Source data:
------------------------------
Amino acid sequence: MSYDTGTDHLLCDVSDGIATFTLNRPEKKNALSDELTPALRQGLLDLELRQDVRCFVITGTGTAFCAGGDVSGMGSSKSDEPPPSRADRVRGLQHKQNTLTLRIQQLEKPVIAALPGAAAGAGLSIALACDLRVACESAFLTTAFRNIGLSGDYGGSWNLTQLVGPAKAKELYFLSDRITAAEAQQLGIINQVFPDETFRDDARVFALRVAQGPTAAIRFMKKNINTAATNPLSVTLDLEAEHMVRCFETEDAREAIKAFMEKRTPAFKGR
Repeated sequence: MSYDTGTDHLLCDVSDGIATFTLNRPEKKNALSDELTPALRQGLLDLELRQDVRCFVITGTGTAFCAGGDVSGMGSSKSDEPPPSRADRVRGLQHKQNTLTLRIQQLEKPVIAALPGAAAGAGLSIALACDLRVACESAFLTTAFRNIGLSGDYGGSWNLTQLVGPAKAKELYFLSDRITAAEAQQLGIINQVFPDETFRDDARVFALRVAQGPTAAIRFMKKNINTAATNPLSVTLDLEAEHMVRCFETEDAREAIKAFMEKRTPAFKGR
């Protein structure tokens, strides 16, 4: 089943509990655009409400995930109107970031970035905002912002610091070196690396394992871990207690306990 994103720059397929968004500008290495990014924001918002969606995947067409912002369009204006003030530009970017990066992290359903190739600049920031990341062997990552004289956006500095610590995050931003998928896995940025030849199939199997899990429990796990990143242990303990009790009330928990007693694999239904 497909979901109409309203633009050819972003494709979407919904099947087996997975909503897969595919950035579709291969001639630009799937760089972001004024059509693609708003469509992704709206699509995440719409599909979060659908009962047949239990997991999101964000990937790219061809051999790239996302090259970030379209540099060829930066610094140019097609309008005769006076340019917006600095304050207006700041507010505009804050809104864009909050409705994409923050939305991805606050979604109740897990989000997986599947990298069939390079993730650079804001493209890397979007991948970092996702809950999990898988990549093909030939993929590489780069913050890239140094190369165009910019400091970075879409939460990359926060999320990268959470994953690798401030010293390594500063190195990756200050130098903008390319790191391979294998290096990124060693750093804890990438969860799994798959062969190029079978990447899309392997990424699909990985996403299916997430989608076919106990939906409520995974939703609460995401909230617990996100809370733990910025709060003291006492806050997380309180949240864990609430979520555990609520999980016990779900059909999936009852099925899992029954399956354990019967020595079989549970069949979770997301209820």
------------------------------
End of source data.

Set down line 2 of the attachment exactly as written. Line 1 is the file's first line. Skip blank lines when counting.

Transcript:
Repeated sequence: MSYDTGTDHLLCDVSDGIATFTLNRPEKKNALSDELTPALRQGLLDLELRQDVRCFVITGTGTAFCAGGDVSGMGSSKSDEPPPSRADRVRGLQHKQNTLTLRIQQLEKPVIAALPGAAAGAGLSIALACDLRVACESAFLTTAFRNIGLSGDYGGSWNLTQLVGPAKAKELYFLSDRITAAEAQQLGIINQVFPDETFRDDARVFALRVAQGPTAAIRFMKKNINTAATNPLSVTLDLEAEHMVRCFETEDAREAIKAFMEKRTPAFKGR